The Hi-tech ecosystem is supposed to help artists and craftsmen to get a better public exposure, to sell more of their artworks, to get socially promoted, to find new ways of creative collaboration with their peers or cross-genre, to organize events of their own or to participate in events organized by others, to build communities around their projects. For general public it is supposed to become a global artistic, cultural, entertainment content aggregator with customized delivery to all connected devices.
One of the most interesting features of the project is the possibility to create events, such as exhibitions, concerts, etc.
Advanced functionality that includes to-do lists, discussion boards, and a shared media content library, makes it possible to assign event management tasks to different people and set deadlines. The smart prediction algorithm helps to target content based on users’ preferences and interests, popularity of content items, and many other things.
The customer needed an easy-to-scale system that would be able to sustain the growing number of users while providing good performance.
One of the main difficulties was to ensure great performance in a large system that stores a lot of media content. The team was to suggest a database that would be scalable enough to serve the project in the long-term perspective. Before choosing the best architecture, Altoros analyzed and compared several infrastructure options based on the cost of hardware, maintenance, data streaming, etc.
The team was to develop a custom mathematical model for ranking different art works, so that the system would display targeted content that is relevant and appealing to users.
Since the project is a startup, the team had to find an optimal infrastructure solution that would make it possible to launch the social network fast and at a moderate cost. Two options were considered—a private infrastructure and Infrastructure as a Service (IaaS). Having analyzed each solution according to many criteria (such as the cost of equipment, bandwidth, maintenance, and support, the required amount of development efforts, how suitable the infrastructure is for the project’s needs, etc.), the team decided to use a public cloud infrastructure hosted on Rackspace.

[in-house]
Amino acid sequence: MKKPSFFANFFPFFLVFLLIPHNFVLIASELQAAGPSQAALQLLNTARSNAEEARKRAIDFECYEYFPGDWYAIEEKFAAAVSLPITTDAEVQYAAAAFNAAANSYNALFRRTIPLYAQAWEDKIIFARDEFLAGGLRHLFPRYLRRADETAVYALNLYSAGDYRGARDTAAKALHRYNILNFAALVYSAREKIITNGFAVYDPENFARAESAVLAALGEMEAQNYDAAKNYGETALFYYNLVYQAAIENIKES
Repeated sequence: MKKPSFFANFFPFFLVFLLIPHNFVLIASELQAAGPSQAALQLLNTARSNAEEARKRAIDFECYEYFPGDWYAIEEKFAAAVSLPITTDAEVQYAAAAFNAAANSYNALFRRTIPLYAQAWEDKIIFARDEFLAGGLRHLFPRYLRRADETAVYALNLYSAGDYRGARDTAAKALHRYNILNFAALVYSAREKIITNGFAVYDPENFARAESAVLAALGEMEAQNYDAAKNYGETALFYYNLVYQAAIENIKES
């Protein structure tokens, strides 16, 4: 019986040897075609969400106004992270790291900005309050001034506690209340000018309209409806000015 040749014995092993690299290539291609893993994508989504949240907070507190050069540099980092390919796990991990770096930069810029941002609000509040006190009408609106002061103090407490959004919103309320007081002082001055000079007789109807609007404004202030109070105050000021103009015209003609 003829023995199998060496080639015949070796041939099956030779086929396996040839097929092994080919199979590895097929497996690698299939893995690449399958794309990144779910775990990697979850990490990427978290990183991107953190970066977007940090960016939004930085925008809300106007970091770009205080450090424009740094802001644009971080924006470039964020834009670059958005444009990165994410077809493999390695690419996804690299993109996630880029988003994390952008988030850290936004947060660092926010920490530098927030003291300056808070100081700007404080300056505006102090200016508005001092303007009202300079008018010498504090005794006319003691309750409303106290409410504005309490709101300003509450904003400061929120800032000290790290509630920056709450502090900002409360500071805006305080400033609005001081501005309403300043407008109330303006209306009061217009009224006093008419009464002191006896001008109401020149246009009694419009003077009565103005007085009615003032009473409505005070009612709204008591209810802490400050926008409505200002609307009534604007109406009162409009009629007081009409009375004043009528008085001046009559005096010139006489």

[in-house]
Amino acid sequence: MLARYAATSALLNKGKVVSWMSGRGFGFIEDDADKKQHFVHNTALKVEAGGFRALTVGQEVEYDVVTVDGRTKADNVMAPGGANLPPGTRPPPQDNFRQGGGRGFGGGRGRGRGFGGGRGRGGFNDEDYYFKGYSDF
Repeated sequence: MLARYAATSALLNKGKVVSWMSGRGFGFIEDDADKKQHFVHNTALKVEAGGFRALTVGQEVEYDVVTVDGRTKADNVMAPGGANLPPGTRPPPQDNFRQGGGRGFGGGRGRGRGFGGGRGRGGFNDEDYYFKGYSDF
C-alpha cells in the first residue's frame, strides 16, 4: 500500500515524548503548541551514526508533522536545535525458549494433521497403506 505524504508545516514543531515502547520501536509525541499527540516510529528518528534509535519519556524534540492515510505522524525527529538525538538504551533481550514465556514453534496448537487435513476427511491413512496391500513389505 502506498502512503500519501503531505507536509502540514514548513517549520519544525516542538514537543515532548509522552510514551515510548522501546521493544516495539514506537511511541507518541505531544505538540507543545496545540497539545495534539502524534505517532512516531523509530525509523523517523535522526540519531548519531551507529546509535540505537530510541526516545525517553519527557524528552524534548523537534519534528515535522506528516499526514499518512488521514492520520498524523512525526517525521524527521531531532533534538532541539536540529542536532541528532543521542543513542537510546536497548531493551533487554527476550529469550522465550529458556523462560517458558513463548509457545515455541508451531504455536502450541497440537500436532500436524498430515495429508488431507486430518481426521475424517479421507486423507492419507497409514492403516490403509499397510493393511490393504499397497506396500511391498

The team used Akamai’s content delivery network (CDN) to speed up content streaming because the company has 213 edge locations and instead of receiving data from the original server, users receive it from the local ones.
A custom mathematical model was developed to deliver relevant content to different users. All content items are sorted according to four categories: featured, popular, preferences, and random. Using the settings, a system administrator can define ratios that will determine how many content items from each category will be displayed. The popularity of every item is evaluated using a whole range of metrics, such as the number of comments, views, and likes, whether the item is featured or not, etc.
Although Percona Server was initially selected as the database for the project, later on, the team decided to replace it with PostgreSQL, which provides much better functionality in high-load Ruby-based applications. In addition, database requests have been optimized to achieve the required throughput.
In order to guarantee the required level of performance, the system has been tested against the most common use cases, including different operations with content and events, communication with artists, search, and much more.
The CrossArts’ technology environment for artists and craftspeople is about to be released. Due to the scalable architecture, the system can be easily extended up to 1,000,000 users without any additional changes to the code.
Server Platform Rackspace Cloud Server/Cloud Files, Ubuntu Linux, Nginx, Puma, JRuby, Sphinx, Redis, Memcached
Client platform/Application server
Ruby 1.9.3, JRuby 1.7.2